Monitoring, alerting, and trending with the TICK Stack

Cloud Radar

Backups and Clustering

Influx is clearly ahead of Prometheus when it comes to data storage. The Prometheus approach is simple: Individual Prometheus instances record and store the data on local hard drives. If you have to monitor more than a single instance, you just run several instances, each of which covers a part of the setup. Clustering can be achieved with some restrictions. The developers explicitly advise against mirroring the content of multiple Prometheus instances in a central database. If you want to create backups of Prometheus, you have to set up a second instance that collects the same measurement values as the first.

InfluxDB is far more agile. If you need clustering to interconnect instances of InfluxDB, you get exactly this feature for a price in the commercial version. InfluxDB follows an open source core model, wherein the basic functionality is available free of charge as open source software, and additional features, such as clustering, come at a price.

Data retention is also more flexible with InfluxDB: Instead of just one database, like Prometheus, InfluxDB can contain multiple databases, each using its own retention policy. InfluxDB has a genuine backup function that uses either binary or raw files – just like a classic database such as MariaDB.

InfluxDB also works better for downsampling (i.e., reducing the sampling points of a time series). Instead of defining rules at the beginning to stipulate which data is to be kept, InfluxDB continuously queries data with InfluxQL and stores the result at any location (e.g., in another database). Downsampling is therefore simple and flexible, specifically because the queries can be changed easily during operation.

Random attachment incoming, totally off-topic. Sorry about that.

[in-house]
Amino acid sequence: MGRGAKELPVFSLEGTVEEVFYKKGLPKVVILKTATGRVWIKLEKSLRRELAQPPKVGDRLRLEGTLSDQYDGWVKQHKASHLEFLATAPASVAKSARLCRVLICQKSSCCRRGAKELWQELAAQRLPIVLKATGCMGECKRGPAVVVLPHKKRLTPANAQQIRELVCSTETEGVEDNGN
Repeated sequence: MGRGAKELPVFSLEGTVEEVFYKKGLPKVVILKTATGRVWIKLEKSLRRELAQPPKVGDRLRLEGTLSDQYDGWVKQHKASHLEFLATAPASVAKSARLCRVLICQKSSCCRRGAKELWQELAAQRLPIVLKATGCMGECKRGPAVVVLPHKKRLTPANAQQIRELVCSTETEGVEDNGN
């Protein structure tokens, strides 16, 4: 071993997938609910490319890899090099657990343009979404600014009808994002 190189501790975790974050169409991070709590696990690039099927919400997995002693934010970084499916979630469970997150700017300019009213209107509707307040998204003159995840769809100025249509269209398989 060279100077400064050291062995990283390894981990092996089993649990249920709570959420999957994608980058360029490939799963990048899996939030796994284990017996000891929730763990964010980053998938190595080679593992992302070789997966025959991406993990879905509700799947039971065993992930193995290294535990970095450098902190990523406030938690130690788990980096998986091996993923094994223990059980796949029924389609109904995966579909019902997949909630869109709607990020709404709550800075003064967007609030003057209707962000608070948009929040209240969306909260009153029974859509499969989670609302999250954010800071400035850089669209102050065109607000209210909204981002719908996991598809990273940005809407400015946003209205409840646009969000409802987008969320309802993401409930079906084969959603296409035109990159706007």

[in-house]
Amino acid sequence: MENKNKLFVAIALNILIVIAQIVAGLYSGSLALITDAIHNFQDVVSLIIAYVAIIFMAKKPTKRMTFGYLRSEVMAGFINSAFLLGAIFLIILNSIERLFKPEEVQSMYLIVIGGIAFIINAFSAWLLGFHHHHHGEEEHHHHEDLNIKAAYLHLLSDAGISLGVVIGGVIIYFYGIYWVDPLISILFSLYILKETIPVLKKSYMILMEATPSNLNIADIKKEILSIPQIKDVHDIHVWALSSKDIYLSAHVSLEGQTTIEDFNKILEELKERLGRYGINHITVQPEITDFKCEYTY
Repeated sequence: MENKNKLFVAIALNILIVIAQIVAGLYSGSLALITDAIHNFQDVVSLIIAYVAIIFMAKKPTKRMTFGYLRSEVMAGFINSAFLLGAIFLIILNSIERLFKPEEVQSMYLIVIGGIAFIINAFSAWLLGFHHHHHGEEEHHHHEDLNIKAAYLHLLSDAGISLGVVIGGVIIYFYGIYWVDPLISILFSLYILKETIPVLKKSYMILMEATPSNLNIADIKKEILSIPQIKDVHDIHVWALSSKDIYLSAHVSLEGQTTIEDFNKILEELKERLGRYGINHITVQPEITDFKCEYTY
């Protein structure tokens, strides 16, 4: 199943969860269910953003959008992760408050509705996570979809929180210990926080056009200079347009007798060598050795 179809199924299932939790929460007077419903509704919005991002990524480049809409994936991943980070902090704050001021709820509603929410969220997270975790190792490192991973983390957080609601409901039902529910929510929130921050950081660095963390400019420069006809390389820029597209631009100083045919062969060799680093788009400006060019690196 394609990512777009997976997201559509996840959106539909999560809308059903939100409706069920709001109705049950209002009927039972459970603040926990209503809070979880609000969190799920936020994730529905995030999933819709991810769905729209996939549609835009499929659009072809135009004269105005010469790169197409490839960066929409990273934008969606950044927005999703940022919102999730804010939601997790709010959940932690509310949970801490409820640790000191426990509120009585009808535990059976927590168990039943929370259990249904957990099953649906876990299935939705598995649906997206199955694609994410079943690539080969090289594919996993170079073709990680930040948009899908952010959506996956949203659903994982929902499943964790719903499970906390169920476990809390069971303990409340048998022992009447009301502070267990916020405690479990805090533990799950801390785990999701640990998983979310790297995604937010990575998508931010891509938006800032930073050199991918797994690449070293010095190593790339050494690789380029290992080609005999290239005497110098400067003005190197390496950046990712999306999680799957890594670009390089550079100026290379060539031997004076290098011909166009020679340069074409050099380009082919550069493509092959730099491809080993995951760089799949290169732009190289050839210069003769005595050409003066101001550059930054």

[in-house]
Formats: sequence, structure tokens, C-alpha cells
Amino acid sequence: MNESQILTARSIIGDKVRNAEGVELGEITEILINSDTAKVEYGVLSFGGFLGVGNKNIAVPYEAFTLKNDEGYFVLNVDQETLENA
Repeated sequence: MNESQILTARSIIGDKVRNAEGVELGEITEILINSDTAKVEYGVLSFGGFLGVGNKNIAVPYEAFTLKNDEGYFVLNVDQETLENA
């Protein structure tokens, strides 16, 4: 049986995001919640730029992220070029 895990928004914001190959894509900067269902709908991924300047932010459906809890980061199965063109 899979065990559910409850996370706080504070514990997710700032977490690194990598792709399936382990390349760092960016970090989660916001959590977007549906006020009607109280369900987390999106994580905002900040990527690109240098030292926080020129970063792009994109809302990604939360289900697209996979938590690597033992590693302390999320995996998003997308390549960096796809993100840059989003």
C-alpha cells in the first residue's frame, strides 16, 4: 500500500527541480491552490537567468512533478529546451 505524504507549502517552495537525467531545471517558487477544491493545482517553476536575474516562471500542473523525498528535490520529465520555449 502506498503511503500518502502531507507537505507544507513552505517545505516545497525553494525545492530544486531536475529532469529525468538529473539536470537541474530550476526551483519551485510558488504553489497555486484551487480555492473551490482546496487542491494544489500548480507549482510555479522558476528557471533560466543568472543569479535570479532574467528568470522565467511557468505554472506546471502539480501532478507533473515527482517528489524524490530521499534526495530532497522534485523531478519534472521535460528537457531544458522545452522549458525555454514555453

Alerts by Kapacitor

Although InfluxDB has a number of advantages over Prometheus, unlike Prometheus, it cannot trigger events from stored readings. In a MAT setup, this is a problem, because a database that recognizes a difficulty by date but cannot sound an alarm is not helpful. Enter TICK Stack Kapacitor [5] (Figure 2), the InfluxDB watchdog that can generate alarms according to defined parameters and then pass to various alerting frameworks. If you are looking for the counterpart in Prometheus, the most likely candidate is Alert Manager.

Figure 2: Kapacitor triggers alarms according to various events and thus retrofits InfluxDB with alerting functionality.

Kapacitor can do much more: In addition to detecting anomalies in the metrics, Kapacitor also features automatic detection of the environment in which it runs, which saves configuration work. If Kapacitor notices by itself that it is running in an AWS environment, various alarms that are preconfigured for this scenario take effect. The same applies to the Microsoft Azure Cloud or Kubernetes environments.

Versatility Is Key

If you think Kapacitor is a pure alarm generator, you would be wrong. With a plugin interface, the tool can be extended almost arbitrarily and connected to various external systems. The functionality is then by no means limited to plain vanilla monitoring. Conceivably, you could transfer collected metrics to a connected system for machine learning, to draw conclusions from the available information. Kapacitor is clearly superior to Prometheus' Alert Manager, at least in this respect.

Finally, it is worth mentioning that Kapacitor has his own domain-specific language (DSL), TICKscript, a scripting language with which you can define alarm conditions. The content of a TICKscript should be a task description that contains the condition that leads to an action and describes the action Kapacitor should take. Although this step has a learning curve, the Kapacitor DSL is well documented.

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